• Following the 2009 elections, in which Shas won eleven seats, it joined Benjamin Netanyahu's coalition government and held four cabinet posts. Eli Yishai, who led the party at that time, was one of four deputy prime ministers, and minister of internal affairs.


  • On 4 December 2011, Shas launched its United States affiliate, American Friends of Shas, based in Brooklyn, New York.


  • Shas won 11 seats in the 2013 elections, but chose to form part of the Labor opposition to Netanyahu's new government. Yair Lapid of the Yesh Atid party and Naftali Bennett of The Jewish Home, who had won more seats and joined the coalition, both favored conscription of the previously exempt Haredi men into Israel's national service and a reduction in state financial support for Haredi families, policies Shas opposes.


  • In the 2015 elections, Shas was accused of tampering with the ballots of Yachad. They were also accused of creating a straw party with the symbols of Otzma Yehudit, which was running on list with Yachad during the election. During the 2015 election, Shas won 7 seats.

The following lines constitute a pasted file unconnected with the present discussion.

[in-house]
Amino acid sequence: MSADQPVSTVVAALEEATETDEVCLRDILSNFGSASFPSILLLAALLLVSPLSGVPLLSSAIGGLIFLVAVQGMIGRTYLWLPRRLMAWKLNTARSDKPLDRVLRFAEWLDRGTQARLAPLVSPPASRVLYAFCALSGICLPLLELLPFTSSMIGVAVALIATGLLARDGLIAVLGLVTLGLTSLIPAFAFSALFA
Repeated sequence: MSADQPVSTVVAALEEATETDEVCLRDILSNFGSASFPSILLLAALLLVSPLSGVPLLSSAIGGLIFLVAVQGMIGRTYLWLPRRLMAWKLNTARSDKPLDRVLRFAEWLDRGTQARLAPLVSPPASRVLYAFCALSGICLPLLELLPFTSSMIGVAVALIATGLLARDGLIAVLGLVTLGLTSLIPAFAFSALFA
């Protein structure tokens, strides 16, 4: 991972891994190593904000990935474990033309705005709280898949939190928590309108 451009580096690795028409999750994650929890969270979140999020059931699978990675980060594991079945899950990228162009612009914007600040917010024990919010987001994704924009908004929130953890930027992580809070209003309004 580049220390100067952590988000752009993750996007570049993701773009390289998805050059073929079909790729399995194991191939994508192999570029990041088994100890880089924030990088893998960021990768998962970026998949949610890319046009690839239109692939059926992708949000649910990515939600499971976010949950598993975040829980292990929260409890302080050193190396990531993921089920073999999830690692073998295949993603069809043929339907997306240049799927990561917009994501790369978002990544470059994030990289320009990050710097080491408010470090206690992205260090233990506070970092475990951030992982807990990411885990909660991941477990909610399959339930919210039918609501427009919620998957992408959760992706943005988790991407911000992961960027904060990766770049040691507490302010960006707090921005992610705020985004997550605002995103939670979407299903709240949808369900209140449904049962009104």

• Shas advocates the increased influence of Halakha, the Jewish religious law, in Israeli society, and actively engages in the Baal teshuva movement, encouraging non-Orthodox Israelis of Sephardic and Mizrahi-Jewish heritage to adopt an Orthodox Jewish lifestyle.


  • At first, Shas followed a moderate policy on the Israeli–Palestinian conflict, after Yosef had declared that lives were more important than territories, but has since moved to the right, and opposes any freeze in Israeli settlement activity in the West Bank. In addition, it was skeptical towards the U.S. Obama Administration's intentions regarding the Israeli–Palestinian peace process, and has begun to support a consolidation of Israeli settlement interests, especially regarding yeshivas and Jewish holy sites in the West Bank. It further believes in a "United Jerusalem", and supports the Greater Jerusalem plan. In 2010, Shas joined the World Zionist Organisation, having made significant changes to its charter.